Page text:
I originally wrote this post BEFORE the horrific shooting at a gay nightclub in Orlando, Florida on June 12. After the fact, it seems even more important for all nonprofits, no matter what your cause, to think about how you are speaking to your LGBT supporters–and how you’re supporting them. DF
Call it “relationship fundraising.” Or call it “donor-centered communications.” There’s even a hashtag for it: #donorlove.
In the nonprofit sector, we have lots of names for the same idea these days. That idea is that there’s only one way to get and keep support for our organizations. We can’t just say we do good work. And we can’t hard-sell our way to success.
We have to make ourselves known to our supporters as the kind of organization they can be proud of.
But how do we learn to do that? How do we find and embrace the people who have chosen to embrace the same cause we have?
Subaru Discovers Lesbians
Let me tell you a story. It’s the story of how Subaru became the car of choice for lesbians. By the end of the story (which I first heard from Alex Mayyasi in the Priceonomics blog), we’ll begin to see how nonprofits can build relationships with their supporters, too.
Once upon a time, the car maker Subaru was in trouble. Its cars were known as dependable but drab. A new, flashier model had failed miserably in the marketplace. Sales overall were down.
Subaru decided to focus on boosting sales among groups who already liked what it was selling. Those groups included four core groups who were responsible for half of the company’s American sales: teachers and educators, healthcare professionals, IT professionals, and “rugged individualists” (outdoorsy types).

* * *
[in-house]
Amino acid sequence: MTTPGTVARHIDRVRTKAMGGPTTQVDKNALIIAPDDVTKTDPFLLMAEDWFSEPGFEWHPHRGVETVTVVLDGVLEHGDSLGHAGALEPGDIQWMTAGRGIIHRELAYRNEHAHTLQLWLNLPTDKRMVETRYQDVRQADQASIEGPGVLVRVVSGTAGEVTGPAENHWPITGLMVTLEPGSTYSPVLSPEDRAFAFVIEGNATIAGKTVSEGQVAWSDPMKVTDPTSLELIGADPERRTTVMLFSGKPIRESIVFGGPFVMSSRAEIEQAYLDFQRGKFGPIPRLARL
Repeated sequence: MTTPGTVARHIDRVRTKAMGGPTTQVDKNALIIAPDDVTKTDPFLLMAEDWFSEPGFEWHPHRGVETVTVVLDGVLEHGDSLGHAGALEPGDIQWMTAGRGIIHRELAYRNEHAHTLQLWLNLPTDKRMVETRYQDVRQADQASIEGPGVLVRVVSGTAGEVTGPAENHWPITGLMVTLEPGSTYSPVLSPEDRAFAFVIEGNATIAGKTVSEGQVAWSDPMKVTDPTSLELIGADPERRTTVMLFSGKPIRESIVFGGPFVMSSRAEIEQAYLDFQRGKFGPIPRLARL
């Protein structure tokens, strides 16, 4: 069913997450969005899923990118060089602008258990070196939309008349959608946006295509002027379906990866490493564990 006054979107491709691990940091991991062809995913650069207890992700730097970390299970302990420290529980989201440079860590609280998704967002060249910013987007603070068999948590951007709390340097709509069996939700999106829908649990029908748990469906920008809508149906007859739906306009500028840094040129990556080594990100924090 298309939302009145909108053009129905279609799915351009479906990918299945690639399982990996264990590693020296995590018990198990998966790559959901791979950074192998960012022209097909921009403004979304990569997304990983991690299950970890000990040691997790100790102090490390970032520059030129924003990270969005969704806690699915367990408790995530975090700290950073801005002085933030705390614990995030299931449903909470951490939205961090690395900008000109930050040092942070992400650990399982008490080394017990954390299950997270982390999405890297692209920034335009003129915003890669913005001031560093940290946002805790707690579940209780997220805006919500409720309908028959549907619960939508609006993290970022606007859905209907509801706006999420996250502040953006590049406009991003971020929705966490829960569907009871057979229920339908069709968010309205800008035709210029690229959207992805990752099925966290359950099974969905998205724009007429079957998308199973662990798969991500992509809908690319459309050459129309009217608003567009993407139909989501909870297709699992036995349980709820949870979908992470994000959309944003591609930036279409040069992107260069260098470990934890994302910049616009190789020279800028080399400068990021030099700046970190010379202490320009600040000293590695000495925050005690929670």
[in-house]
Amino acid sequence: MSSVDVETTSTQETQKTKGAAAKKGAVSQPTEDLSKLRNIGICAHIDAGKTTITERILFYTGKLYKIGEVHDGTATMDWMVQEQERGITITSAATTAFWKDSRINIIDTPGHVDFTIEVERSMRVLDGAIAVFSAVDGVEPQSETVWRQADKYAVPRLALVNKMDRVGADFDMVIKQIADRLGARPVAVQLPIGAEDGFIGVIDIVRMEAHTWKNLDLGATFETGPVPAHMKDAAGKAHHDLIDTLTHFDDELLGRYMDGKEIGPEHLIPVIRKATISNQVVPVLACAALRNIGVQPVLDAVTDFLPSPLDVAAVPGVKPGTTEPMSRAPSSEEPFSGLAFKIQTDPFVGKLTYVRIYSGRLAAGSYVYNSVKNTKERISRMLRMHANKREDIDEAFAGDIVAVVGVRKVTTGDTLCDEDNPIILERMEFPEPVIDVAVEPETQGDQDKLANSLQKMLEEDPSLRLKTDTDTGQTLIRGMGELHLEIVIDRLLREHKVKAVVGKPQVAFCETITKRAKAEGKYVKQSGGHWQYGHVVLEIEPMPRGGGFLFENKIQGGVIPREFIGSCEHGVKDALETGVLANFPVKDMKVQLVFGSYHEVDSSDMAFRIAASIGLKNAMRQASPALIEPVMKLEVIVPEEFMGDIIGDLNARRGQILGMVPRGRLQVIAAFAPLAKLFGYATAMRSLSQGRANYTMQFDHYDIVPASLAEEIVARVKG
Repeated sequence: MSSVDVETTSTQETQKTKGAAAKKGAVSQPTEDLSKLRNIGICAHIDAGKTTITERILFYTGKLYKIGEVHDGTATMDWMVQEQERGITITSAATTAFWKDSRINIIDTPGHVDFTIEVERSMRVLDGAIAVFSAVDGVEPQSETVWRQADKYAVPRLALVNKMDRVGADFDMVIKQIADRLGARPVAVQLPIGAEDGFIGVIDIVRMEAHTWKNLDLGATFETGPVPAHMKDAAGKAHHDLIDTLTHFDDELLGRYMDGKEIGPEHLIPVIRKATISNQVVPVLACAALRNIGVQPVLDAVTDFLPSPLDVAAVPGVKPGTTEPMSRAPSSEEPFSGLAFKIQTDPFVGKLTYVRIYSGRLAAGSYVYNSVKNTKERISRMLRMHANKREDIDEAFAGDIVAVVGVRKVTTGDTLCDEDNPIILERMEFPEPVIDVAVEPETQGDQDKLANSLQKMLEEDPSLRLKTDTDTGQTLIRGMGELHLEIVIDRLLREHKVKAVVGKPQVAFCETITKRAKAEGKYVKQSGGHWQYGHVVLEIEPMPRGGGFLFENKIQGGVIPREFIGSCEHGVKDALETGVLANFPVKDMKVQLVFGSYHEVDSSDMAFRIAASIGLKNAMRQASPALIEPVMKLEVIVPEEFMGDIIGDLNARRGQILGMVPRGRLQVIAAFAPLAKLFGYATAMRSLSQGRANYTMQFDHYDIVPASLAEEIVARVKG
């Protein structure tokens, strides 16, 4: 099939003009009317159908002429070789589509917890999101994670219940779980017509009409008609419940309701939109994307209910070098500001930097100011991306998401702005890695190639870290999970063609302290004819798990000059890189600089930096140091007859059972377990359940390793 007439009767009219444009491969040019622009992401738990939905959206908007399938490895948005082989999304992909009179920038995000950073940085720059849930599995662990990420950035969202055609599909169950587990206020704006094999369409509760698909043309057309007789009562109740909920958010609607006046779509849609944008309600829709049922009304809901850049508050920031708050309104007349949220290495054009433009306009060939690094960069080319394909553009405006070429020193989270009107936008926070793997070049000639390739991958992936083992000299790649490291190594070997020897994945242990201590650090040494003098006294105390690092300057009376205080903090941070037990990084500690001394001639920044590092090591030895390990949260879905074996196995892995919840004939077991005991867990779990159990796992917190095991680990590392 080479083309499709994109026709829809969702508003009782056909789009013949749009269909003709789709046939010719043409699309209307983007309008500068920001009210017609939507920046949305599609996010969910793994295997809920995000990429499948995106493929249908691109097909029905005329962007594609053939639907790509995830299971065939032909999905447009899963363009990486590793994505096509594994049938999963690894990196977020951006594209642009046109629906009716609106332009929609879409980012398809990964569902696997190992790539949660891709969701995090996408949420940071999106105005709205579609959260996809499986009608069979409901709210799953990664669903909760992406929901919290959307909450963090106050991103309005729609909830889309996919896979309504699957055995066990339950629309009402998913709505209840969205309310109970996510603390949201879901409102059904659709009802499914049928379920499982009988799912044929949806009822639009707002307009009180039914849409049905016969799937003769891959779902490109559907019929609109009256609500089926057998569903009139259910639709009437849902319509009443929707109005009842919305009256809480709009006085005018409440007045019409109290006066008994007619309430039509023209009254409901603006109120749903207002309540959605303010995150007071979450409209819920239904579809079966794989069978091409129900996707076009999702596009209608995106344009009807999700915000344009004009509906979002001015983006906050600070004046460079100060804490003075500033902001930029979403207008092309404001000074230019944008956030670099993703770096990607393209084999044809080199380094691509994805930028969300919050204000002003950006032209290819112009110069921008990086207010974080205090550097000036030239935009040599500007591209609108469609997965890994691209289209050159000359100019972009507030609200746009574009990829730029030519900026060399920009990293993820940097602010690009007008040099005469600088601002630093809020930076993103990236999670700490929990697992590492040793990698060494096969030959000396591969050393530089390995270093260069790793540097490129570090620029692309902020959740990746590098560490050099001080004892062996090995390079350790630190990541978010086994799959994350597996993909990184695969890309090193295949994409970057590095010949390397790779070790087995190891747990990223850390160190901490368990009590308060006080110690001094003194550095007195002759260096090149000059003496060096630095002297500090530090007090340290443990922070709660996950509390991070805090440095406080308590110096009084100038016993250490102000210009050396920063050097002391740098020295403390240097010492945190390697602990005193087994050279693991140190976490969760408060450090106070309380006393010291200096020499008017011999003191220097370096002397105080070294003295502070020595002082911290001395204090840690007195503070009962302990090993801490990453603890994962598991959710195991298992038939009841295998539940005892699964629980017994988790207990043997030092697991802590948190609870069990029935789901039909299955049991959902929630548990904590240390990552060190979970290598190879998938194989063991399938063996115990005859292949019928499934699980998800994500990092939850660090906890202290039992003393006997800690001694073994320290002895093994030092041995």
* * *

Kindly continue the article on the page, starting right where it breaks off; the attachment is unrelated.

Then they discovered a fifth: lesbians.
Embracing Lesbian Customers
Subaru didn’t have to persuade lesbians to buy their cars. “These women were practically commercials for Subaru,” John Nash, the creative director of the ad agency that ultimately made the company’s gay and lesbian advertisements, recalled in 2004.
What it did have to do was to accept lesbian support at a time before Ellen DeGeneres came out, at a time when “don’t ask, don’t tell” was the policy of the U.S. military…when GLBT people were stigmatized. To its credit, it did–and it jumped in with all four tires. The company did focus groups. It hired ad agencies that understood the GLBT audience. And Subaru:
- Aired special ads that spoke to lesbian customers in a language they would understand and enjoy.
- Sponsored events like gay pride parades.
- Partnered with the Rainbow Card, a credit card that (instead of cash back) offered donations to gay and lesbian causes. Card users contributed millions of dollars to HIV/AIDS research and LGBT causes that helped both Subaru’s customers and gay and lesbian people who could never afford a Subaru.
- Hired Martina Navratilova, a lesbian and former tennis pro, to appear in Subaru ads.
And lesbians bought a lot of Subarus, helping to put the company back in the black.
What Nonprofits Can Learn from Subaru
June is Lesbian, Gay, Bisexual, and Transgender Pride Month in the U.S. It’s a good time for your nonprofit to think: are LGBT people a key audience for our nonprofit? Shouldn’t we be? Are we treating our LGBT clients, volunteers, donors, and Board members as well as a company that just wants to sell them cars?
But your nonprofit can learn lessons from the Subaru story about how to build relationships with any group of supporters.
- Find out who already supports you. Do the research to understand your donors and volunteers, what motivates them, and what they care about besides you.
- Listen to them. What are they telling you they want to hear about, through what media, how often? Pay attention and give them what they want.
- Embrace them. Develop a communications strategy aimed at specific groups, not at a general public that isn’t interested yet.
- Develop content with them in mind. When you write your newsletter, your emails, or your blog, and when you post on social media, write to and for the audience you want to embrace.
- Support what matters to them. For instance, if your agency runs a preschool for kids of all ethnicities, but you know that you want to show Latino families you’re a place for them, then think about how you take part in your local Festival Puertoriqueño, or in Hispanic Heritage Month (September 15-October 15). If you serve elders and you have a lot of bicyclists on your donor list, can you find one who teaches people to cycle who never learned to ride bikes when they were young?
Whoever your supporters are, show your pride in them. They will return the favor.